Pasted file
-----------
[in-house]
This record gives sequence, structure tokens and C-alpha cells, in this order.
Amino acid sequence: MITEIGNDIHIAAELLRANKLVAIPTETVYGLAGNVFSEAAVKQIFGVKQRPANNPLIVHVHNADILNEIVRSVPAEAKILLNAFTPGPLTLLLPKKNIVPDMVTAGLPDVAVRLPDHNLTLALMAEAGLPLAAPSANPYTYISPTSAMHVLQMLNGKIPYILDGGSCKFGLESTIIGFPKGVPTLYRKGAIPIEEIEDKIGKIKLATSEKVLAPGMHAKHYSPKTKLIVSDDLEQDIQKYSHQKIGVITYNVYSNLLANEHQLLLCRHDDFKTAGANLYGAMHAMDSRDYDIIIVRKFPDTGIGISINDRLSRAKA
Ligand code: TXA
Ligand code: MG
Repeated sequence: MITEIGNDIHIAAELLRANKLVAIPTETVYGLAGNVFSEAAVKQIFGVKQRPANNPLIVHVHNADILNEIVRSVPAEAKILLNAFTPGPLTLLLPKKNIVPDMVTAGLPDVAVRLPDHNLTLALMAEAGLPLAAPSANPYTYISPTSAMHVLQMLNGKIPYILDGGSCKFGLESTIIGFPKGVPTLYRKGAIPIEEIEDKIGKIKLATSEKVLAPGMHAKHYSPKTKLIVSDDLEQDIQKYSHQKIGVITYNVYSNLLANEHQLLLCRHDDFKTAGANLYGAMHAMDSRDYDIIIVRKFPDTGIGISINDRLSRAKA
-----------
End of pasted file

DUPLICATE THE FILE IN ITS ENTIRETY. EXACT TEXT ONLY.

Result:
[in-house]
This record gives sequence, structure tokens and C-alpha cells, in this order.
Amino acid sequence: MITEIGNDIHIAAELLRANKLVAIPTETVYGLAGNVFSEAAVKQIFGVKQRPANNPLIVHVHNADILNEIVRSVPAEAKILLNAFTPGPLTLLLPKKNIVPDMVTAGLPDVAVRLPDHNLTLALMAEAGLPLAAPSANPYTYISPTSAMHVLQMLNGKIPYILDGGSCKFGLESTIIGFPKGVPTLYRKGAIPIEEIEDKIGKIKLATSEKVLAPGMHAKHYSPKTKLIVSDDLEQDIQKYSHQKIGVITYNVYSNLLANEHQLLLCRHDDFKTAGANLYGAMHAMDSRDYDIIIVRKFPDTGIGISINDRLSRAKA
Ligand code: TXA
Ligand code: MG
Repeated sequence: MITEIGNDIHIAAELLRANKLVAIPTETVYGLAGNVFSEAAVKQIFGVKQRPANNPLIVHVHNADILNEIVRSVPAEAKILLNAFTPGPLTLLLPKKNIVPDMVTAGLPDVAVRLPDHNLTLALMAEAGLPLAAPSANPYTYISPTSAMHVLQMLNGKIPYILDGGSCKFGLESTIIGFPKGVPTLYRKGAIPIEEIEDKIGKIKLATSEKVLAPGMHAKHYSPKTKLIVSDDLEQDIQKYSHQKIGVITYNVYSNLLANEHQLLLCRHDDFKTAGANLYGAMHAMDSRDYDIIIVRKFPDTGIGISINDRLSRAKA